Mike Le Page of Perth, Australia, is a designer who understands how much delight some of the smallest things in life can bring to those in the midst of challenges. Representing freedom, flight, and nature, birds have been put into artistic form for appreciation throughout the ages. The dove, specifically, is used not only to show off an ethereal beauty, but has also been a classic symbol throughout history and enduring cultural myths to display peace, freedom, and love, offer religious and spiritual meaning, as well as being a messenger. It has also been used symbolically by both military entities and those who embrace a pacifist mentality.
Le Page seems to encompass all of this symbolism in his latest design, ‘Dove,’ which he was inspired to create as an expression regarding the horror of war, as well as something meant to please others visually. In terms of a message, from the technology angle Le Page didn’t want to make something just for the sake of 3D printing it, but he wanted to create an innovative piece that simply could not be made any other way. The piece features 29 moving parts, which he is able to make in a single run on the 3D printer. Two parts for each wing are responsible for the inner flapping motion, and a total of 32 feathers are rendered intricately.
“I think it’s best, for now at least, to focus on the things which can only be done with 3D printing–highly designed shapes and interlinked moving parts,” Le Page told 3DPrint.com. “This dove model is my best attempt at following that principle to create something both technically interesting and artistically moving.”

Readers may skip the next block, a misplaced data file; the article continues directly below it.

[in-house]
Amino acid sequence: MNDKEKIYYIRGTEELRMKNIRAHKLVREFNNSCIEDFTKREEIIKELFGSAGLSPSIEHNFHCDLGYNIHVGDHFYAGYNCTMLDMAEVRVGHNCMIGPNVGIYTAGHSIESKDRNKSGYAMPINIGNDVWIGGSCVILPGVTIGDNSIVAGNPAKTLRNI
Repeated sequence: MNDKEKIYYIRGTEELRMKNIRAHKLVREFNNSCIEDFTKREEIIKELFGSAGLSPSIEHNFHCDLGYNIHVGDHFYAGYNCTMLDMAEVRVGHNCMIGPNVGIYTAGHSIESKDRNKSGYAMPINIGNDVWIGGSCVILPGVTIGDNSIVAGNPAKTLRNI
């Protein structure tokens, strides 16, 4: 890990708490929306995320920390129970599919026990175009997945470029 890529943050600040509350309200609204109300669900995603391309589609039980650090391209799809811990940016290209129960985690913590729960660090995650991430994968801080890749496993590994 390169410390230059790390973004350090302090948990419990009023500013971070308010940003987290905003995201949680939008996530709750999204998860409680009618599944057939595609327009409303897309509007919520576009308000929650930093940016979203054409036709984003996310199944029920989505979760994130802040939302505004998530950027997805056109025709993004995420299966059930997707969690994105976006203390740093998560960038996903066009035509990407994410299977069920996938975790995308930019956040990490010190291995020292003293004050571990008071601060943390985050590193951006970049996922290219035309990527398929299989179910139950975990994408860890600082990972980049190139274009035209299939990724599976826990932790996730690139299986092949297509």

“I’m a fan of the symbolism involved: I knew it would be white nylon plastic from the start so I was choosing among white birds when trying to decide what the end product would look like, but naming it ‘Dove’ worked best for me because it was not just a symbol of peace and hope, but also one of joy and freedom.”
‘Dove’ was inspired in 2014. Le Page, aware of fighting going on in Crimea and Syria, reacted with his idea for this peaceful design. He had also spent some time working in a children’s hospital previously and had that in mind as well, in that he noticed–and enjoyed–seeing little faces light up when kind individuals worked to bring little bits of magic into their day, offering what brief reprieve they could from sickness.
“I do like the idea of using technology creatively to try and inspire more peace, hope and joy for people who need it, and I guess I had this vague notion throughout the design process that this would be the kind of gift that could do that,” Le Page told 3DPrint.com.
With the model completed, and now for sale through Shapeways, Le Page enjoys seeing how people react upon holding the 3D printing model and making it move.
“I think I’ve succeeded at creating something that works both as a great demo of 3D printing, and a work of art,” says Le Page.
He was able not only to make an aesthetically pleasing design that has meaning for him on several levels, but Le Page says it’s also quite anatomically correct in representing how a bird’s wing flaps. Because of that, and the technology involved, he would like to see it used in the future in educational settings.
‘Dove’ is for sale at Shapeways, retailing at $90, and 3D printed in white nylon plastic with a matte finish and a slightly grainy texture. You can check out a variety of Le Page’s other designs there as well. Tell us your thoughts on this intricate design in the 3D Printed Dove forum over at 3DPB.com.
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